Many watching the debacle masquerading as the lame duck session of Congress these past few days are wondering whether Washington is so broken that governance itself has become impossible. It's quickly becoming apparent that only the rising power of people themselves can force our government to act responsibly to extend federal unemployment insurance, pass the DREAM Act, eliminate the unfair tax policies of George Bush and put ordinary Americans back in the calculation.
The starting point for building such a movement might have occurred this week when the Republican Party declared that unless tax cuts for the rich are passed, they simply won't vote for anything. That's right. They will filibuster everything:
- No to unemployed workers. Sen. Scott Brown just blocked benefits for some 800,000 people.
- No to children. No on the DREAM Act. No on nutrition. No on schools.
- No to America. No on jobs. No on health care. No on the environment.
- No to nuclear arms control.
- No on a better future for all of us together.
The only thing a big segment of our political class seems to be passionately for is tax cuts for the rich. Our political system has become so broken that an entire political party seems to have been reduced to a single issue advocacy organization.
How do you reach a point where the political center point of our nation seemingly represents the interests of the top 5 percent of the population? The answer is massive and growing inequality in America. Our society is amongst the most unequal on earth. Statistics show the severity: the top 10 percent possess 80 percent of all financial assets, and the bottom 90 percent hold only 20 percent of all financial wealth. These incredible and morally disastrous gaps are growing worse by the day. Consider that between 1980 to 2005, more than 80 percent of the total increase in American incomes went to the richest 1 percent.
Wealth concentration like this is becoming a serious threat to America's greatest gift to the world, our democracy. Billions of dollars from the wealthy now flood into our political and electoral systems. Unleashed by a conservative Supreme Court, independent groups are spending staggering amounts of special interest money. Republicans now openly plot their election and political strategy with "titans of industry -- from health insurance companies, oil executives, Wall Street investors, media conglomerates and real estate tycoons." (MEMO: Health Insurance, Banking, Oil Industries Met With Koch, Chamber, Glenn Beck To Plot 2010 Election)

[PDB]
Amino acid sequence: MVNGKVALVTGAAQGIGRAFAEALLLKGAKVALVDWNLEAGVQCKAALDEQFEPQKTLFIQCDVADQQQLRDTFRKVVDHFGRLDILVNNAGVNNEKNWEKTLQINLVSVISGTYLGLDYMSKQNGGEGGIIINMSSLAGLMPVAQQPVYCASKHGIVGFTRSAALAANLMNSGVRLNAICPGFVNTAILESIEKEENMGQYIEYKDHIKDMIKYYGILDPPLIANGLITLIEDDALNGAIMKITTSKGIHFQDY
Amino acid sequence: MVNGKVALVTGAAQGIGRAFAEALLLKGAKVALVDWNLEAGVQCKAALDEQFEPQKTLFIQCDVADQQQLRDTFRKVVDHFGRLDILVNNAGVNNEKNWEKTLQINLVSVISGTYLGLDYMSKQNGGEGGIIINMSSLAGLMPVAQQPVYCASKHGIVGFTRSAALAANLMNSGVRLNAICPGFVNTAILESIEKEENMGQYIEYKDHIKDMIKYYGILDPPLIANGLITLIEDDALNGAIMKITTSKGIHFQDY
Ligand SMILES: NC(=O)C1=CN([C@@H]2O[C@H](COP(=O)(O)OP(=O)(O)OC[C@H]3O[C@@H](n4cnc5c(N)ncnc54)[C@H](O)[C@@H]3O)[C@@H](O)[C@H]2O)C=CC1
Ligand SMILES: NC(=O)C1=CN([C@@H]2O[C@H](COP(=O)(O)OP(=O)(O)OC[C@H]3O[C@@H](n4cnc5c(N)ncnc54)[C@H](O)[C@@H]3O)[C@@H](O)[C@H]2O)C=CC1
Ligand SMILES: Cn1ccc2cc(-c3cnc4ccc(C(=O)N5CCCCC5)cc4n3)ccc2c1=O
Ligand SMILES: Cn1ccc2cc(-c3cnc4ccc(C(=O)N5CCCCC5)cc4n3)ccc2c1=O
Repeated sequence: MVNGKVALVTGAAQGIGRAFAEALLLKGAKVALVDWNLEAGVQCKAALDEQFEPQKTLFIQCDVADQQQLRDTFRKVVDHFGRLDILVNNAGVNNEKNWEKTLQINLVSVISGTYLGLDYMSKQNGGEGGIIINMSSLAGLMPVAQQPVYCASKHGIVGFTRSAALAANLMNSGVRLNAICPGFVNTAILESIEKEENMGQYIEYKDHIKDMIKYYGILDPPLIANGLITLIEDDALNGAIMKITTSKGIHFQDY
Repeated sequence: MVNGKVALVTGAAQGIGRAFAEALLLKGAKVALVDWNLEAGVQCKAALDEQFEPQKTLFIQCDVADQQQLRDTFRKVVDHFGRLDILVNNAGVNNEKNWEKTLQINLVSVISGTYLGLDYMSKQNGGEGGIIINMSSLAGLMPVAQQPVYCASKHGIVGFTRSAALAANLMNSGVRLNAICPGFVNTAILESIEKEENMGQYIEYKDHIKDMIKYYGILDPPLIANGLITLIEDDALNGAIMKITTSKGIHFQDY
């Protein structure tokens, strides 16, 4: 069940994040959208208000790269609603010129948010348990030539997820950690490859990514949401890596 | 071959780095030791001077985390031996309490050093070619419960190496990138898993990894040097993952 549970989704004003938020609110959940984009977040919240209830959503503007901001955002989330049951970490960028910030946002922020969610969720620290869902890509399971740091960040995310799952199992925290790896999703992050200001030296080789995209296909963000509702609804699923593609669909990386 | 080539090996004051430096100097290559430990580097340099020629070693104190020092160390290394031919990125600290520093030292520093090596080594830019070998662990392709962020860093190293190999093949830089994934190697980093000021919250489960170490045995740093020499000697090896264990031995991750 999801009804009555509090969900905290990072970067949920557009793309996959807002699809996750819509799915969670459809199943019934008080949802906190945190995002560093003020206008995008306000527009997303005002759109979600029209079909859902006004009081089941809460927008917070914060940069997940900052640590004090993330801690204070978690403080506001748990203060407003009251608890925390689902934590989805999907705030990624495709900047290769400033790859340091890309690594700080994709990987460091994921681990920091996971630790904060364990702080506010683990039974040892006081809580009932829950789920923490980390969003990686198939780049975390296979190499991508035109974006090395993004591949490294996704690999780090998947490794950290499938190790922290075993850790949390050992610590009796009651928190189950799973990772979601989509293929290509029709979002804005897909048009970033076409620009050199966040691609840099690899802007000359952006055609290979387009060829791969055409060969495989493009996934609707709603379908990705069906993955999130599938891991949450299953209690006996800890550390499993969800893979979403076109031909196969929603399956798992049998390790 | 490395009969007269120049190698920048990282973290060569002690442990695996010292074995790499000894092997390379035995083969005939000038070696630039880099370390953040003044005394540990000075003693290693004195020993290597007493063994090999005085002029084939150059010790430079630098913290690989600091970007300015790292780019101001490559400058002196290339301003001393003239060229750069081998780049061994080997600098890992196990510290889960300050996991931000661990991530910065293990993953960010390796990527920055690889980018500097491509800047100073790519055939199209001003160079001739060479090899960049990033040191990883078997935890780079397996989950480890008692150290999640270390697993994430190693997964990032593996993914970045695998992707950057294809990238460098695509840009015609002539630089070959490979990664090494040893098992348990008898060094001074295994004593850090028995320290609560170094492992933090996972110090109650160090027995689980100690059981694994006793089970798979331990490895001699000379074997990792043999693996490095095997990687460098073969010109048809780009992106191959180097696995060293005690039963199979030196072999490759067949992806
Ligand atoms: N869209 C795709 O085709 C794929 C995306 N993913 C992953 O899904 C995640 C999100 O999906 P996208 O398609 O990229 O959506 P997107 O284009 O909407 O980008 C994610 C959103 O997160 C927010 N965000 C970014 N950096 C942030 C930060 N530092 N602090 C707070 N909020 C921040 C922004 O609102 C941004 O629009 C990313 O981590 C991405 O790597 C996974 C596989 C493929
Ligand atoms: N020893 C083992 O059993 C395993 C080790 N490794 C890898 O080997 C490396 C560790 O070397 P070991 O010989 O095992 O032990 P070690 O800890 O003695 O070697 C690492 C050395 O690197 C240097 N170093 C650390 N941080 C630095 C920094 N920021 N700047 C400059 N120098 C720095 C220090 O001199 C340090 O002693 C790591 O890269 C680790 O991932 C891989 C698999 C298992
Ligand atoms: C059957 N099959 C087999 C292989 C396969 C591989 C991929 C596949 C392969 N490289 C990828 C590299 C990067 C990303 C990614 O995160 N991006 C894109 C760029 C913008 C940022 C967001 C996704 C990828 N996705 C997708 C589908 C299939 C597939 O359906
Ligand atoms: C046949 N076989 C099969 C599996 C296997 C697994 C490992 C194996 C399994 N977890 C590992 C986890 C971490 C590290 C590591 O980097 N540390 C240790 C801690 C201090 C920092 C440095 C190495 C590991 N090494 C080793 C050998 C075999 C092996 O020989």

And let's not forget who makes up our government: rich people. The median wealth for a member of Congress in 2009 was $911,510, about 8 times the wealth of an average American.
The result is that every GOP Senator can stand up to middle America and say without hesitation or bashfulness: the rich come first. If Lincoln were to deliver his famous address today he would honestly have to describe our government as "of the wealthy, for the wealthy, by the wealthy."
The solution is for our nation to return Lincoln's vision. Recreating government "of the people, by the people, for people" will require many things. Perhaps most critically, we as a nation must confront the fundamental myth that has pushed us so far off track. Too many Americans falsely believe that wealth is mainly created by business owners and investors; the more they are rewarded, the more everyone benefits. Recently, when Senator-elect Rand Paul said we should cut rich people's taxes because it's the rich who create jobs, it barely registered on the nation's controversy meter. Yet, the growing inequality in our nation proves definitively that wealth is created not by individual entrepreneurs, but by all of us.
Activities often viewed as irrelevant to economic production -- scholarship, art, science, public service, social work, caregiving -- are integral to wealth creation. Societies that invest broadly in child welfare, education, health care, environmental protection and other "collective" goods are not just fairer but ultimately more prosperous. The conflict between economic growth and social equity, the alleged bone of contention between conservatives and liberals, is more myth than reality.
When the pursuit of private gain promotes growth and innovation, it should be duly rewarded but not to the detriment of the common good. The speculative frenzy of the housing bubble and the excessive salaries and bonuses of executives undermined our economy rather than strengthening it. Capital that was locked up in lavish mansions, luxury vehicles and financial speculation could have been used more beneficially for education, transportation, clean energy, primary health care and other investments that generate long-term growth and shared prosperity. Private wealth should be respected, but it is not sacrosanct.
Building a truly wealthy society for all of us will require Washington to stand up for all Americans not only those with power and money. We must hope that this most recent GOP line in the sand is merely a short-term tactical mistake. If it represents their direction for the next two years, the American dream will continue to erode for the vast majority of our communities.
To be part of building a society of shared wealth and prosperity, text CHANGE to 69866.
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